Reference > Quotations > S. Austin Allibone, comp. > Prose Quotations from Socrates to Macaulay
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S. Austin Allibone, comp.  Prose Quotations from Socrates to Macaulay.  1880.
 
Washington Allston
 
  Who can look at this exquisite little creature seated on its cushion, and not acknowledge its prerogative of life—that mysterious influence which in spite of the stubborn understanding masters the mind, sending it back to days long past, when care was but a dream, and its most serious business a childish frolic? But we no longer think of childhood as the past, still less as an abstraction; we see it embodied before us, in all its mirth, and fun, and glee, and the grave man becomes again a child, to feel as a child, and to follow the little enchanter through all its wiles and never-ending labyrinth of pranks. What can be real if that is not which so takes us out of our present selves that the weight of years falls from us as a garment; that the freshness of life seems to begin anew; and the heart and the fancy, resuming their first joyous consciousness, to launch again into this moving world, as on a sunny sea whose pliant waves yield to the touch, sparkling and buoyant, carry them onward in their merry gambols? Where all the purposes of reality are answered, if there be no philosophy in admitting, we see no wisdom in disputing it.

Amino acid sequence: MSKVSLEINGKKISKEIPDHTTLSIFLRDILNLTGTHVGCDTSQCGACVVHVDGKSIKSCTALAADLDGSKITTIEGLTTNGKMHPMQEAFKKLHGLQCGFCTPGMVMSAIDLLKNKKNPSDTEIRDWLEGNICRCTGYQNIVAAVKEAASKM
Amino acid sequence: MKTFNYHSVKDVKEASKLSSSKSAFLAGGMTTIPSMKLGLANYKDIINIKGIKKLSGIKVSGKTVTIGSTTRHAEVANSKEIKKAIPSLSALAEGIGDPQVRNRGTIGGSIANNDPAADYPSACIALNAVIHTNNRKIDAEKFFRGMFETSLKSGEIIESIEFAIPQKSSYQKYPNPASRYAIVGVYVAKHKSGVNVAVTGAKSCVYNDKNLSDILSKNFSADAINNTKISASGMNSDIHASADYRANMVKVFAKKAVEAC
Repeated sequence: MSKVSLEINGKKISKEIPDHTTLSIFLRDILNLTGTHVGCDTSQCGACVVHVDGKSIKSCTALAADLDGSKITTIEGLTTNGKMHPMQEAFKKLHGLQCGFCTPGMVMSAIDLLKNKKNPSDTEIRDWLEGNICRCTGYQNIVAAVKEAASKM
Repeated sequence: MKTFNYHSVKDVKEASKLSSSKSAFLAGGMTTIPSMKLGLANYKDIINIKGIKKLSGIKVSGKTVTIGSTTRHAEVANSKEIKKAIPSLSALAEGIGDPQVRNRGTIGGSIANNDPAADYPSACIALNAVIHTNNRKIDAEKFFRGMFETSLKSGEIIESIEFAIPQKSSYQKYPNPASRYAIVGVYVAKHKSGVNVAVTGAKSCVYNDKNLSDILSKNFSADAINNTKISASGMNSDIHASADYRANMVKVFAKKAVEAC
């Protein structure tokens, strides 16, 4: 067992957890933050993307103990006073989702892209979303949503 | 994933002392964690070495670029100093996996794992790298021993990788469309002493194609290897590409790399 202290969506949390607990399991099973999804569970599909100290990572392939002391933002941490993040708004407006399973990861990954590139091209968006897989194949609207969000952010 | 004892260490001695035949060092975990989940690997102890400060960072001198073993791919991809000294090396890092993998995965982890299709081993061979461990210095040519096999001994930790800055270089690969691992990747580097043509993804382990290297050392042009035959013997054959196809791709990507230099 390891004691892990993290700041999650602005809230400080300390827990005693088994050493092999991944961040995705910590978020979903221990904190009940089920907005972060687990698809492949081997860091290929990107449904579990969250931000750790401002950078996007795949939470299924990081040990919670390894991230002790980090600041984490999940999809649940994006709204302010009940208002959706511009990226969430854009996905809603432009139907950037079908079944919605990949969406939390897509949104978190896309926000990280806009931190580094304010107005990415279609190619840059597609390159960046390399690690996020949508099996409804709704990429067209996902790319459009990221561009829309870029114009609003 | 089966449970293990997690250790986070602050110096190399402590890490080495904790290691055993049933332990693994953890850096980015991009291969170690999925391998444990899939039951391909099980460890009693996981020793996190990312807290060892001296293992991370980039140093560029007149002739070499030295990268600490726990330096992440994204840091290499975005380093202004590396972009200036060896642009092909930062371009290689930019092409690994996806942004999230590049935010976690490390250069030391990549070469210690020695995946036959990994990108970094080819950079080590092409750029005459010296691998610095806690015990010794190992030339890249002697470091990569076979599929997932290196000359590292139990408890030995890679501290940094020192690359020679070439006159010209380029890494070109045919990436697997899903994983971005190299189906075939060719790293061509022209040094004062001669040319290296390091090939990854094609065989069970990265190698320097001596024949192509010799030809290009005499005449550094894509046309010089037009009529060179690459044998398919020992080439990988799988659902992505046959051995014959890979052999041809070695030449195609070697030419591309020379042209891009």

Washington Allston.    
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  Some men make their ignorance the measure of excellence: these are, of course, very fastidious critics; for, knowing little, they can find but little to like.
Washington Allston.    
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  The painter who is content with the praise of the world in respect to what does not satisfy himself, is not an artist, but an artisan; for though his reward be only praise, his pay is that of a mechanic,—for his time, and not for his art.
Washington Allston.    
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